This time, having had half an hour to spare this afternoon before we pack and so on, I did some research into 'things to do in Kilkenny'. There are abbeys, monasteries, caves, the castle, glass-makers, wool-weavers, waterfalls, parks, art galleries, ancient dwellings and jails, riding centres, and a farm with a small town inside it. It may be possible for us to get to see some of the ones we haven't visited so far. It would be great to take Alex out to somewhere with animals to look at and pet. Mares and foals are a possibility.
I have my usual pre-departure panic: what to pack (hand luggage only), getting all my admin tasks done in advance, trying to reduce my stuff to the bare minimum. I usually end up taking too many clothes - and then find I never wear them. The thinking is, we MIGHT go out to dinner. It may be EXTRA hot, cold, wet, windy, etc etc which would mean I need a change of clothes.... But, really how many shoes do I need? This time we're also taking some things for Alex: a spinning top, some clothes which cannot be bought in the Republic (giving the mother a bit of cachet, I hope, at the mother-and-baby meetings).
My thinking is also distorted by today's remarkable event, namely the memorial service in Canterbury Cathedral for Sir John Swire, whose charitable foundation has been extraordinarily generous to the Faversham Creek Trust. The cathedral was pretty well packed. We had the full theatrical show, with a long procession of various clergy including the Dean, the choristers, the organist and deputy organist looking after the music, and a marvellous eulogy from Sir John's cousin Michael Todhunter. He explained, as part of a very moving and inspiring address, how Sir John met Moira, now Lady Swire. She was a passenger on one the Swire family cargo ships in the orient, but had a really unfortunate experience which propelled her - later - to complain at the highest possible level about what happened to her. That was, that a water-buffalo entered her cabin and the only way to get rid of it was to cut its head off ('decapitate'). It scarcely bears thinking about. No wonder she wanted to talk to the man at the top.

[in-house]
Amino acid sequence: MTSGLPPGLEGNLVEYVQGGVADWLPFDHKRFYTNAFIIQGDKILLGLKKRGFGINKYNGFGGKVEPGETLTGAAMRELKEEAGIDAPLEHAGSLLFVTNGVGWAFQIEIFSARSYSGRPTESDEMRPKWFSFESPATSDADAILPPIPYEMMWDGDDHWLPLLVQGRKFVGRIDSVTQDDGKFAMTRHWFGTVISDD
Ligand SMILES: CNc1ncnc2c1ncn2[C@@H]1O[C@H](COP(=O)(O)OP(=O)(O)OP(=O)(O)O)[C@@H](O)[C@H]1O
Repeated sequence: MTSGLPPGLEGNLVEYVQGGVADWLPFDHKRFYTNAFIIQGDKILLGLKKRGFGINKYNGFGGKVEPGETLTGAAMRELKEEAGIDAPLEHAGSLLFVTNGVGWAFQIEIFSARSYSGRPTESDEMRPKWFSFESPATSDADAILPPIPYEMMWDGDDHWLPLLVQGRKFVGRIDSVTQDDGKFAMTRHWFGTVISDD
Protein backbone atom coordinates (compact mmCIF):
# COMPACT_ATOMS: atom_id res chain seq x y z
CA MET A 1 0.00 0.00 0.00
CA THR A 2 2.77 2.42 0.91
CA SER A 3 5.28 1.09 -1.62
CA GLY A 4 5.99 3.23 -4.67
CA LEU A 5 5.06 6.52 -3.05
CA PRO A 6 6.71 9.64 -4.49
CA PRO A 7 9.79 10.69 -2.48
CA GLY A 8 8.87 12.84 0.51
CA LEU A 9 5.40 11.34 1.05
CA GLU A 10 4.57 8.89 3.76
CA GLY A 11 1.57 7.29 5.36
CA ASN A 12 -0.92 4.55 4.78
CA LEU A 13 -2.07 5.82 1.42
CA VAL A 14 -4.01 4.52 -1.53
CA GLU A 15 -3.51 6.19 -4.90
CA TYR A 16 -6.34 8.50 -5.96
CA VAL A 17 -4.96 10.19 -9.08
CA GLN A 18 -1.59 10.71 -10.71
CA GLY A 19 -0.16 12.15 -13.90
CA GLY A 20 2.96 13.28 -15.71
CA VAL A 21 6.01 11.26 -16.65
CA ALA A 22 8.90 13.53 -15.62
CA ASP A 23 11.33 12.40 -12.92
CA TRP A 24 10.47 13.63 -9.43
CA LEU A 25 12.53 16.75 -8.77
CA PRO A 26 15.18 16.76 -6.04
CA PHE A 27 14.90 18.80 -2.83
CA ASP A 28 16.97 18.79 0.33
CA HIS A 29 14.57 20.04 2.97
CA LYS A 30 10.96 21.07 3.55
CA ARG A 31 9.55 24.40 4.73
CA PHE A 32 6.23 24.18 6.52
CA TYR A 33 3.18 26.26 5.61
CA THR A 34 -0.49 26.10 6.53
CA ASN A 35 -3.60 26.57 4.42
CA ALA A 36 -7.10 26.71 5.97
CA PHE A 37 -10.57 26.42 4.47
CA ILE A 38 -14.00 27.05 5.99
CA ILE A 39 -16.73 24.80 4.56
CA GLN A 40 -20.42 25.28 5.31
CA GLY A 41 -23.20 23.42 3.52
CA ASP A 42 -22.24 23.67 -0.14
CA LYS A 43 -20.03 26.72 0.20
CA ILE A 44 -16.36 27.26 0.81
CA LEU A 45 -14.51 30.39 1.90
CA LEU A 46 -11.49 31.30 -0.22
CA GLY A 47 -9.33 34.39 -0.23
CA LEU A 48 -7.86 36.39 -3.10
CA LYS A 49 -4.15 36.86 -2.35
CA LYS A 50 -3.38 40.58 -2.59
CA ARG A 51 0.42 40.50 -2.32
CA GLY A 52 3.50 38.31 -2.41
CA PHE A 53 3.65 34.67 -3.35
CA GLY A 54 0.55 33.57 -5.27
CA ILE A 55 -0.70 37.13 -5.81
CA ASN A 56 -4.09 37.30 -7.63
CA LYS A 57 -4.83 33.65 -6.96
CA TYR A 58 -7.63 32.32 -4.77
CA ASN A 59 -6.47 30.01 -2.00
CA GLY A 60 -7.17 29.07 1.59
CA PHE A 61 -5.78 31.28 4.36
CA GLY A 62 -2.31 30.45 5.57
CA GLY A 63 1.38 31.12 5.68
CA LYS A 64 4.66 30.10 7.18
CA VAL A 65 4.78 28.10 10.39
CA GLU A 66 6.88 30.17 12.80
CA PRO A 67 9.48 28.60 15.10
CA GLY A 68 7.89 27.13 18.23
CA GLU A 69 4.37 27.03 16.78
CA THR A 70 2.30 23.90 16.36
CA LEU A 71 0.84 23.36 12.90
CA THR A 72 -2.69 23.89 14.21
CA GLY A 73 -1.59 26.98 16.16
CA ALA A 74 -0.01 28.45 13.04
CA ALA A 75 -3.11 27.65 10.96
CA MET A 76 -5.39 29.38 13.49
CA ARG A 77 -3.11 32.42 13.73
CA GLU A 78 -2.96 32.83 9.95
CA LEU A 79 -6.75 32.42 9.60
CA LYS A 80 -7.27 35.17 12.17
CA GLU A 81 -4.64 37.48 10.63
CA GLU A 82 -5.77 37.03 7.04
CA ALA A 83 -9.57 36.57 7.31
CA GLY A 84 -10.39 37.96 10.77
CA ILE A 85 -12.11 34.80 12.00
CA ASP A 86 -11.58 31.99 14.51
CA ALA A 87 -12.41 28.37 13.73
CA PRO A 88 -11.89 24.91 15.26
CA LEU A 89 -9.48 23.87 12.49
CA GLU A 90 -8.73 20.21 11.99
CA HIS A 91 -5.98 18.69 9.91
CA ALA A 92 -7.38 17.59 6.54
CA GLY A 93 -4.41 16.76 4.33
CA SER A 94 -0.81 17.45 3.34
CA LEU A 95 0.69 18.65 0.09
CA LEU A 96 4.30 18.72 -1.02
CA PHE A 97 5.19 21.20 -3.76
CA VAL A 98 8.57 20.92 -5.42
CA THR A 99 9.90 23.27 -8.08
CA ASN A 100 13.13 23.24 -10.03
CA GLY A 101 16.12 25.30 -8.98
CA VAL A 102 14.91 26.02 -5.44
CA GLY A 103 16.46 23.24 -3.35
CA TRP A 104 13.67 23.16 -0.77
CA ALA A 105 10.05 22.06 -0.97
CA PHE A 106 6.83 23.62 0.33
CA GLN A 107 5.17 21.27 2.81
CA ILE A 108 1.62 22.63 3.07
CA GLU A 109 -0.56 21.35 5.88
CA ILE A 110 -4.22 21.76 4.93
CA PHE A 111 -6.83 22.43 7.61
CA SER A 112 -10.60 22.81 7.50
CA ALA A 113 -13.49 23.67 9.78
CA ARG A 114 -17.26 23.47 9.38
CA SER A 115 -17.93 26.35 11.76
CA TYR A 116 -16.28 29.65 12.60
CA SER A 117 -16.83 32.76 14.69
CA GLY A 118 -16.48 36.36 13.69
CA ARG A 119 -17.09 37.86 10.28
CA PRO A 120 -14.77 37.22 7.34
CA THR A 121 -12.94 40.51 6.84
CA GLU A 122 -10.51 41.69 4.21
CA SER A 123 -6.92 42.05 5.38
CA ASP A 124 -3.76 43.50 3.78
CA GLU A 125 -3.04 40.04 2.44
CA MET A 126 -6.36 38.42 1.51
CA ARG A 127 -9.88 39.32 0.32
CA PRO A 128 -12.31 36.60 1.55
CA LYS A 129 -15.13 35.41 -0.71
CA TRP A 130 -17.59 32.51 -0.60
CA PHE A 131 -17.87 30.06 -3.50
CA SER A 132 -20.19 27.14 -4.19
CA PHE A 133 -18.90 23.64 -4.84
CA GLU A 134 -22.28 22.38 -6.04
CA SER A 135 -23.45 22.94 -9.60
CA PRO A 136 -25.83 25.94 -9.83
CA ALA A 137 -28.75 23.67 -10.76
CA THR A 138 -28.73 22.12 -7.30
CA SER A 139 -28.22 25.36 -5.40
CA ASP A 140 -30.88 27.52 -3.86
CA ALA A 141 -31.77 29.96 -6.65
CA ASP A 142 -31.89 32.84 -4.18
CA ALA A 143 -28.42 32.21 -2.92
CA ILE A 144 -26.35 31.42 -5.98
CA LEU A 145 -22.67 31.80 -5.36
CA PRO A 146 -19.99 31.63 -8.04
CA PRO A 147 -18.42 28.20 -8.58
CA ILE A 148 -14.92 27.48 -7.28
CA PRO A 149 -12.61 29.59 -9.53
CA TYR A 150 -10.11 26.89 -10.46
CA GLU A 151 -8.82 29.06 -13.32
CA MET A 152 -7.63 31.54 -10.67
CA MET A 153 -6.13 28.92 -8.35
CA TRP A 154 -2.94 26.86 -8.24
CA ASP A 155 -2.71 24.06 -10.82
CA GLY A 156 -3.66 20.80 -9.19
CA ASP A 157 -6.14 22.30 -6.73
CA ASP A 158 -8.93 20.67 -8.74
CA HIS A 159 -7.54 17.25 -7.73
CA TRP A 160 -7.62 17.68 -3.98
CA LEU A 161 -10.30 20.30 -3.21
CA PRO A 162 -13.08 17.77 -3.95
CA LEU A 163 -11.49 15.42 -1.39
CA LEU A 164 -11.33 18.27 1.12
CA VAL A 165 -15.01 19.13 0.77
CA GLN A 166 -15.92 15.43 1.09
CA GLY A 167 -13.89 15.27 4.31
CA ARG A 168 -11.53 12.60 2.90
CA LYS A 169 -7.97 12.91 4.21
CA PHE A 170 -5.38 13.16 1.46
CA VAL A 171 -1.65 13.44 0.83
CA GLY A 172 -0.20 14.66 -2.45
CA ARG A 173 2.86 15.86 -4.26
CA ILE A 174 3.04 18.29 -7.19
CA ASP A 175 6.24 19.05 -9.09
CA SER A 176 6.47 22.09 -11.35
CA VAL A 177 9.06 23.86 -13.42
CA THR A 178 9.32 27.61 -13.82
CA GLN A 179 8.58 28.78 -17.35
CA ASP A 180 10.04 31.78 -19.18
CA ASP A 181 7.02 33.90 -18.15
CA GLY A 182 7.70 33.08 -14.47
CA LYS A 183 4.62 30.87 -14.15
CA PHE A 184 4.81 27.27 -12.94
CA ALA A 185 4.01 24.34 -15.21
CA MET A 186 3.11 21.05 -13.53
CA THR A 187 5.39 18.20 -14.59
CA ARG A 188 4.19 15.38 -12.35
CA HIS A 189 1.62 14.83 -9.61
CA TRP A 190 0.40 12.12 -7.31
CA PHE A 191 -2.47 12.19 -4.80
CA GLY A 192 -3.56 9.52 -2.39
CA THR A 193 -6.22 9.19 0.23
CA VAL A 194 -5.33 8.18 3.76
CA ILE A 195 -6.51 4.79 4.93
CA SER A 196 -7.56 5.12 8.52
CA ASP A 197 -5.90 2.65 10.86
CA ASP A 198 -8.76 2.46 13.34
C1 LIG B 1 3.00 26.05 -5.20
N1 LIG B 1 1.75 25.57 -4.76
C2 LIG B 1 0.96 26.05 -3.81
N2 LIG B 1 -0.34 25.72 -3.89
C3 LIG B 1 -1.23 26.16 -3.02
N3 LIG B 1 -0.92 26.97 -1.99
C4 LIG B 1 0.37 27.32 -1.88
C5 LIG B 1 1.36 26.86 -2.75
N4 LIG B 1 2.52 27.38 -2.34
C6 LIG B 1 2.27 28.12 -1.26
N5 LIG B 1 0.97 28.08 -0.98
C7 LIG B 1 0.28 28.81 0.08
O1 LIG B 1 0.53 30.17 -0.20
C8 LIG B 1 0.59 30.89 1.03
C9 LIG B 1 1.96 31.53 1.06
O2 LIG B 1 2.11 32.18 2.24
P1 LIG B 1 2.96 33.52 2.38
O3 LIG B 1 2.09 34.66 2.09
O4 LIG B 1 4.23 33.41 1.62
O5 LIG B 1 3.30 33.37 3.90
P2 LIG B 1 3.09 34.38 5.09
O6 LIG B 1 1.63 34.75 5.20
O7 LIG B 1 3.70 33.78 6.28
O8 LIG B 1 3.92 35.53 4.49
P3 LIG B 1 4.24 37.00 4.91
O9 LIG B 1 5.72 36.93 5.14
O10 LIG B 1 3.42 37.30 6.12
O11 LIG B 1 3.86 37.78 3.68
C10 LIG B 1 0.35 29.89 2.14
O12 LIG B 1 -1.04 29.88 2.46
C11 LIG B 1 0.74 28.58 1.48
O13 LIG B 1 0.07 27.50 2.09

Anyway, blessed sunlight streamed into the nave. The congregation was thoughtful and responsive. The music was wonderful. The prayers were simple and eloquent. The eulogy was fascinating. The whole thing was - pretty well perfect. As Mr Todhunter said, 'He was a good man'.
So these thoughts are in my mind while I consider emptying out the fridge and getting keys to the right people. I shall go and have a glass of white wine and make some supper. The packing will be more stripped down than I have managed in the past. We're only away for a few days. I am really looking forward to stony dark historic Kilkenny, with its river and castle, and our little grandson with his watchful eyes and determinations. I wonder how he'll get on with the spinning top.